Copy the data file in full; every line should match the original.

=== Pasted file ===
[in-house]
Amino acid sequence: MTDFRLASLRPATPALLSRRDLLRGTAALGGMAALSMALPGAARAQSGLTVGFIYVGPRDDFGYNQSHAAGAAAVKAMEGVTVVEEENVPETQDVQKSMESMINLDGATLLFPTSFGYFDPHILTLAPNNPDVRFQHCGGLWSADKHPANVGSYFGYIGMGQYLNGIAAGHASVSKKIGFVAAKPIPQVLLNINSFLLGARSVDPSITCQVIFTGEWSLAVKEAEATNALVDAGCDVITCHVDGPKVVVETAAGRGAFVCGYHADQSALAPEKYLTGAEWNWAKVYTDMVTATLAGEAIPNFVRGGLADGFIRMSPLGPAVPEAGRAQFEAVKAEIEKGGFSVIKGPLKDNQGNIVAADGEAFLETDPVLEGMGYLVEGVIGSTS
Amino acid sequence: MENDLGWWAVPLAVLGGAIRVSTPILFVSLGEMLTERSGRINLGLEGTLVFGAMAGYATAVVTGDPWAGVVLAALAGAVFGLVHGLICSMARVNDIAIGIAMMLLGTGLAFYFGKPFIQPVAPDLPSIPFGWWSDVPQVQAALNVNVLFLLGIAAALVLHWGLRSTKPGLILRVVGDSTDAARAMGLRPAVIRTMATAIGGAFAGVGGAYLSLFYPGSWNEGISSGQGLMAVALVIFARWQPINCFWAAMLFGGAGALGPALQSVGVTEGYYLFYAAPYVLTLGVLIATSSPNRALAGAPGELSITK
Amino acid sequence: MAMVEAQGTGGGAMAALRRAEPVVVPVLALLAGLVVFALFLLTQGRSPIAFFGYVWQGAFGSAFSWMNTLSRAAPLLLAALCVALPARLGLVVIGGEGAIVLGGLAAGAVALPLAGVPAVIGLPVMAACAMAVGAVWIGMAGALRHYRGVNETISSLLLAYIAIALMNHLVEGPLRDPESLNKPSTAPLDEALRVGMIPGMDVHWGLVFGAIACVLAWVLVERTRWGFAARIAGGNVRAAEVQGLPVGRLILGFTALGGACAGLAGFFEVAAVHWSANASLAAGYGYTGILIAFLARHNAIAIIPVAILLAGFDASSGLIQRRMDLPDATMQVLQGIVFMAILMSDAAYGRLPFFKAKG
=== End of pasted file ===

[in-house]
Amino acid sequence: MTDFRLASLRPATPALLSRRDLLRGTAALGGMAALSMALPGAARAQSGLTVGFIYVGPRDDFGYNQSHAAGAAAVKAMEGVTVVEEENVPETQDVQKSMESMINLDGATLLFPTSFGYFDPHILTLAPNNPDVRFQHCGGLWSADKHPANVGSYFGYIGMGQYLNGIAAGHASVSKKIGFVAAKPIPQVLLNINSFLLGARSVDPSITCQVIFTGEWSLAVKEAEATNALVDAGCDVITCHVDGPKVVVETAAGRGAFVCGYHADQSALAPEKYLTGAEWNWAKVYTDMVTATLAGEAIPNFVRGGLADGFIRMSPLGPAVPEAGRAQFEAVKAEIEKGGFSVIKGPLKDNQGNIVAADGEAFLETDPVLEGMGYLVEGVIGSTS
Amino acid sequence: MENDLGWWAVPLAVLGGAIRVSTPILFVSLGEMLTERSGRINLGLEGTLVFGAMAGYATAVVTGDPWAGVVLAALAGAVFGLVHGLICSMARVNDIAIGIAMMLLGTGLAFYFGKPFIQPVAPDLPSIPFGWWSDVPQVQAALNVNVLFLLGIAAALVLHWGLRSTKPGLILRVVGDSTDAARAMGLRPAVIRTMATAIGGAFAGVGGAYLSLFYPGSWNEGISSGQGLMAVALVIFARWQPINCFWAAMLFGGAGALGPALQSVGVTEGYYLFYAAPYVLTLGVLIATSSPNRALAGAPGELSITK
Amino acid sequence: MAMVEAQGTGGGAMAALRRAEPVVVPVLALLAGLVVFALFLLTQGRSPIAFFGYVWQGAFGSAFSWMNTLSRAAPLLLAALCVALPARLGLVVIGGEGAIVLGGLAAGAVALPLAGVPAVIGLPVMAACAMAVGAVWIGMAGALRHYRGVNETISSLLLAYIAIALMNHLVEGPLRDPESLNKPSTAPLDEALRVGMIPGMDVHWGLVFGAIACVLAWVLVERTRWGFAARIAGGNVRAAEVQGLPVGRLILGFTALGGACAGLAGFFEVAAVHWSANASLAAGYGYTGILIAFLARHNAIAIIPVAILLAGFDASSGLIQRRMDLPDATMQVLQGIVFMAILMSDAAYGRLPFFKAKG